The Limes Private Hospital 1880 – 1963

My dear old school friend Anthony hadn’t been working at the Christchurch Town Hall very long when he first heard about the haunted dressing rooms of the James Hay Theatre.  I can’t recall whether he had been uneasy within himself when his duties called him to that part of the Town Hall or whether he had heard it during the banter over afternoon tea but by the time he took me into those rooms – so I could get a feel for myself – he wasn’t comfortable at all with being behind the old stage.  Haha, this didn’t stop him though from freaking himself out even more by walking through the place in the dark with the War of the World’s soundtrack taunting his fear further through his ear plugs – to turn on the lights was a sign of weakness…classic!

What Anthony told me as never left me till this day.  The dressing rooms of the James Hay Theatre had been where the morgue of the old Limes Hospital had been situated. The young historian in me stirred!  One could easy imagine that this was just one of those creepy stories passed on from staff member to staff member since the Town Hall opened in 1972 – maybe even originating from the builders themselves. But even those who used the dressing rooms as performers had passed on stories of being cold or having the feeling of being watched.  80 years of being a hospital that even took care of the returned crippled soldiers of the World’s Wars, I am not surprised that the Limes was a place of great sorrow.   

If the name of Limes rings any bells of those familiar with the Town Hall, the old hospital is remembered in the naming of the Limes Room – a function area that has been hosting many of Christchurch’s parties and get-togethers since the 1970’s.

The first signs of life for the site that would become the hospital came at the hands of a gentleman called John Plank in 1862.  He built a two-story boarding house on the south bank of Cambridge Terrace, close to Market Square – now known as Victoria Square.  It was demolished in 1880 so a new brick hospital could be built.  Behind this was a Scottish doctor named James Irving;  he had only arrived in Christchurch the year previous and began his life in the city with huge dreams.  He named his hospital after the Lime trees that grew by the Avon River, along Cambridge Terrace (‘Cambridge’ is the name of the Town Hall’s other function room).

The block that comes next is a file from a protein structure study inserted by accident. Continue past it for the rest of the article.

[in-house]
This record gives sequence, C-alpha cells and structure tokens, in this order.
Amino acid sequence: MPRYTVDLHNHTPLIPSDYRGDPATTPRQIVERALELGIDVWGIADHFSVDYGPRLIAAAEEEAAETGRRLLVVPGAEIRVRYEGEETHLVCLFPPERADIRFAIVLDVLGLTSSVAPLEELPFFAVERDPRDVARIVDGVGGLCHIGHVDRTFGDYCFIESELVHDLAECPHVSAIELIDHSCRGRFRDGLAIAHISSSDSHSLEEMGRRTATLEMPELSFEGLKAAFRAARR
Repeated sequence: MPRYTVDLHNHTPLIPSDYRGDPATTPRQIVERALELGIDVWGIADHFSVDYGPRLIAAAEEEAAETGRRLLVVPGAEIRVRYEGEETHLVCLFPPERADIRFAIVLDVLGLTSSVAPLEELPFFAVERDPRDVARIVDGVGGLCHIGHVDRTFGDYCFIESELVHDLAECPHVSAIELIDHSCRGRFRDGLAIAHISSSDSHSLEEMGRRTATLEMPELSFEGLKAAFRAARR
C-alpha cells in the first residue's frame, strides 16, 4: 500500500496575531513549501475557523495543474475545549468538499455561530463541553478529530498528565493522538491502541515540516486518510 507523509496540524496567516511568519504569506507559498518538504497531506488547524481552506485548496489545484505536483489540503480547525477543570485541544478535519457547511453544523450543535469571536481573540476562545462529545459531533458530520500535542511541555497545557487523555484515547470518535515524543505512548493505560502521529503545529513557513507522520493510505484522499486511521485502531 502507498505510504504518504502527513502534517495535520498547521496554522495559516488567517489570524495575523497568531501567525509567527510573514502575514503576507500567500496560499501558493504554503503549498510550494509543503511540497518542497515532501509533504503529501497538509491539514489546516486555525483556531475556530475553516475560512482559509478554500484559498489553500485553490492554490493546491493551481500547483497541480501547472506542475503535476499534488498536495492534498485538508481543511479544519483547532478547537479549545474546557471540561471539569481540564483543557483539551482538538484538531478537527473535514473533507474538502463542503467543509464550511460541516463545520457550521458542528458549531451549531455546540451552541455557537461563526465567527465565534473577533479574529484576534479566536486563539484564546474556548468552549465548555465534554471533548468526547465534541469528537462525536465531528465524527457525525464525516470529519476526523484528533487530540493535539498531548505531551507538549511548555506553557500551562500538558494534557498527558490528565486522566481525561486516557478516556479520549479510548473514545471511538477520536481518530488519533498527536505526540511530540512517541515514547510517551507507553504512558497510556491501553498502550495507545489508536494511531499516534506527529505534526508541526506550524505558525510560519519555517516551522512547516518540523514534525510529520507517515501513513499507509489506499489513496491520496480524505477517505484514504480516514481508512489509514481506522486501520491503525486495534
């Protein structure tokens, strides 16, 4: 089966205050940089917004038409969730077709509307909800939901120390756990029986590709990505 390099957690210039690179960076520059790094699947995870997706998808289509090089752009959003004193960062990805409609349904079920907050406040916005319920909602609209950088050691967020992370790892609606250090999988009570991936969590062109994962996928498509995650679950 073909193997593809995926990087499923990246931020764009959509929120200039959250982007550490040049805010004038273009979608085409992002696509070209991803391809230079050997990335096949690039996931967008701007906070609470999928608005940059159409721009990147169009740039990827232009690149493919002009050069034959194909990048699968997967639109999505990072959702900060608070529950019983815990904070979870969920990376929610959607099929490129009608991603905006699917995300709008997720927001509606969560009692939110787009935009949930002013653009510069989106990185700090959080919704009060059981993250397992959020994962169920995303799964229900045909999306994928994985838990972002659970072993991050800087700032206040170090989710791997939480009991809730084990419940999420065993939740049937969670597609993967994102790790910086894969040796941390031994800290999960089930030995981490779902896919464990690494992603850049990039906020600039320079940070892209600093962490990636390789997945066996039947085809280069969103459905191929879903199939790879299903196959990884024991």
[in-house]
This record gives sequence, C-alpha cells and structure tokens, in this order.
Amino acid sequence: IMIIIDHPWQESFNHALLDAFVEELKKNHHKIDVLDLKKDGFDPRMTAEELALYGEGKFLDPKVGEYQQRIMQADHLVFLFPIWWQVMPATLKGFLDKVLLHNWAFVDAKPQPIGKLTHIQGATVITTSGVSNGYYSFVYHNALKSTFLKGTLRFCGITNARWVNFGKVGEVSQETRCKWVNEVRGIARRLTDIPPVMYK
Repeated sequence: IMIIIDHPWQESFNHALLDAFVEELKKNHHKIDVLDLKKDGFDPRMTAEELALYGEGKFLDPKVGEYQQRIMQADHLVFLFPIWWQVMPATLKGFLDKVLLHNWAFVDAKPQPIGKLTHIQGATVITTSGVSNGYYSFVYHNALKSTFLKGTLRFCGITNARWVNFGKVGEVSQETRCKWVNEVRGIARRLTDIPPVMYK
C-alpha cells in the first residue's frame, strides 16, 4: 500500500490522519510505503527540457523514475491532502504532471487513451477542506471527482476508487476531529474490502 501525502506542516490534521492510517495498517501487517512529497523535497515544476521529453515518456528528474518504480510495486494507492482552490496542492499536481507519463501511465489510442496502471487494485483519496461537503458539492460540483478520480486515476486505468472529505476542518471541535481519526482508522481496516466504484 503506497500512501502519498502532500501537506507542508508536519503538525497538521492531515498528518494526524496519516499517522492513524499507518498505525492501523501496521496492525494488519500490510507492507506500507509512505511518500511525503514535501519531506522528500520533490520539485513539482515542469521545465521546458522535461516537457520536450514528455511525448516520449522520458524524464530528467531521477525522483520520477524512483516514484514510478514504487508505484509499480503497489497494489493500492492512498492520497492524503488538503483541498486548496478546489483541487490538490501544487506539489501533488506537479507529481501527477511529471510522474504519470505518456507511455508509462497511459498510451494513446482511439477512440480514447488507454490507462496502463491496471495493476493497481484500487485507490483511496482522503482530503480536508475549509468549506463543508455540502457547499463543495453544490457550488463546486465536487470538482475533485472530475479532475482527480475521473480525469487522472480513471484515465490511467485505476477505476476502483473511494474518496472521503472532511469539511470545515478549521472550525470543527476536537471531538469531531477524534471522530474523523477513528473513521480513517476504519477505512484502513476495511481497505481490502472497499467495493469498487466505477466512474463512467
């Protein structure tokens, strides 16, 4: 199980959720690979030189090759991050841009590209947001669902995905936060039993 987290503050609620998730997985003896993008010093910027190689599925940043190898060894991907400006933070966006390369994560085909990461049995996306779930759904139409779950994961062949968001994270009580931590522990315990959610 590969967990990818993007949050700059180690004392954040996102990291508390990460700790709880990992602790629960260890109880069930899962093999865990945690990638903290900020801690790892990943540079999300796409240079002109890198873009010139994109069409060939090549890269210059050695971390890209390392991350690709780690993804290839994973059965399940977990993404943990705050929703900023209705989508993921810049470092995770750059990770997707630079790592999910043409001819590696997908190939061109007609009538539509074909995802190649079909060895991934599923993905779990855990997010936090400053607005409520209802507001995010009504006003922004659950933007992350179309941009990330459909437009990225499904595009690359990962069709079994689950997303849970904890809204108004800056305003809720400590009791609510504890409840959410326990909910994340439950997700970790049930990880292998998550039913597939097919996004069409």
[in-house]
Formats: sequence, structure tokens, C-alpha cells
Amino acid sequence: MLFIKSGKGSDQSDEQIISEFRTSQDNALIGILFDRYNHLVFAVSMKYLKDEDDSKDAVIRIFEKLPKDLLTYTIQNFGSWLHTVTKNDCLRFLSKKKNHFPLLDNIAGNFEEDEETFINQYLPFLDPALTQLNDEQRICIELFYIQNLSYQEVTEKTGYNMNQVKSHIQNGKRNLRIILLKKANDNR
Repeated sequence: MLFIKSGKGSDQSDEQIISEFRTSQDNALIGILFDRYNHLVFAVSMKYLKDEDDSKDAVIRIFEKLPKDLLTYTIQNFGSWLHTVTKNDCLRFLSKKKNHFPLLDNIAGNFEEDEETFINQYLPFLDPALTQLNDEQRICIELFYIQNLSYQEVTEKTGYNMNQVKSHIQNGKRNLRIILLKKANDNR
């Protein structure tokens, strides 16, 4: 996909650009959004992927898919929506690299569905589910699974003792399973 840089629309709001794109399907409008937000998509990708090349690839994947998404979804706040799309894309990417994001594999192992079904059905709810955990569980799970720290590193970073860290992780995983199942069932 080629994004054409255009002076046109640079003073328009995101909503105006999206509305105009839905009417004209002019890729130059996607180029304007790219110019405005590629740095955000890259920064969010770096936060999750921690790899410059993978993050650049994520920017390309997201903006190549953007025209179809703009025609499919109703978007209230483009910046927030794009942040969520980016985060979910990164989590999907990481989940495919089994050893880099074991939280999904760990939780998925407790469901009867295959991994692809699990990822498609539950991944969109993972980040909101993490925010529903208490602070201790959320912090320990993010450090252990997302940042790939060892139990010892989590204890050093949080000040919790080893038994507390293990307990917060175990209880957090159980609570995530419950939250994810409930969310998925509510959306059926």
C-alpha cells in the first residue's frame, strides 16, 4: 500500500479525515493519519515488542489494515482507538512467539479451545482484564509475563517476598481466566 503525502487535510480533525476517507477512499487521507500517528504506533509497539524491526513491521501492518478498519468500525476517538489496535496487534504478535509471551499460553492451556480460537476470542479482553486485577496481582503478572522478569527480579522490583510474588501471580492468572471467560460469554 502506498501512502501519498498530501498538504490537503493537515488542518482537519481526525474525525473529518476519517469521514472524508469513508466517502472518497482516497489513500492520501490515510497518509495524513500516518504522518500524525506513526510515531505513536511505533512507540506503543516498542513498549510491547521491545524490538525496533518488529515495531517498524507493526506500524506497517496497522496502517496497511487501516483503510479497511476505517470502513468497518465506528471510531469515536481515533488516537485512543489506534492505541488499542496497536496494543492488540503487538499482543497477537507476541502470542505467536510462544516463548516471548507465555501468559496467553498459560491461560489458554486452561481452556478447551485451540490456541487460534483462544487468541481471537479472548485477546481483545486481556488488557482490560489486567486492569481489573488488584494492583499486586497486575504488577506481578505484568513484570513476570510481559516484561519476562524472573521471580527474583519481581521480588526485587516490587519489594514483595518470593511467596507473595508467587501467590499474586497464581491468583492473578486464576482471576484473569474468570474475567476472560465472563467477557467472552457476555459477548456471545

But James’ interests in Christchurch did not stay purely within the interests of its medical care.  He was a member of such organizations as the Social Purity Society, Christchurch Beautify Association and even gifted the High Altar of the Christchurch Cathedral in gratefulness of his family’s safe arrival to New Zealand.  He also served the country as the Surgeon-Major of the Canterbury Mounted Rifles.

On the night of the 26th October 1900, in spite of suffering from a bad chill, Dr. Irving went to work as per usual.  After finishing his rounds, he took a break in his favourite armchair in his office.  Found passed out by other staff members, efforts to revive him failed.  He is buried at Barbadoes Street Cemetery.

Unfortunately for his son, who was only 3 years into his medical training and considered not experienced enough, the Limes was passed on to a Dr. Alexander Paterson. 

The most well-known birth to have taken place at the Limes was Sir Hamish Hay, born on the 8th December 1927.  Hamish – who is now remembered in the naming of the Hamish Hay Bridge, the old Victoria Street Bridge – became Mayor in 1974 and remains the longest serving Mayor to date.  So fitting that he is remembered today just metres from where he entered the world and that his own father is remembered in the naming of the infamous haunted theatre. 

The Limes Hospital was demolished in 1963 to make way for a car park.  With the beginning of the construction of the Town Hall in 1969, the site of the old hospital just seemed to be swallowed by the project and glad for that I am.  A car park? – YIKES!

With the arrival of 2014 and a promise from the C.C.C. that the Town Hall will be restored to its former glory, those that linger in the darkened dressing rooms of the James Hay can rest assured that life will return to them, in the colours and flare of performance art.

*image courtesy of*

Comments are closed.

Contact Form Powered By :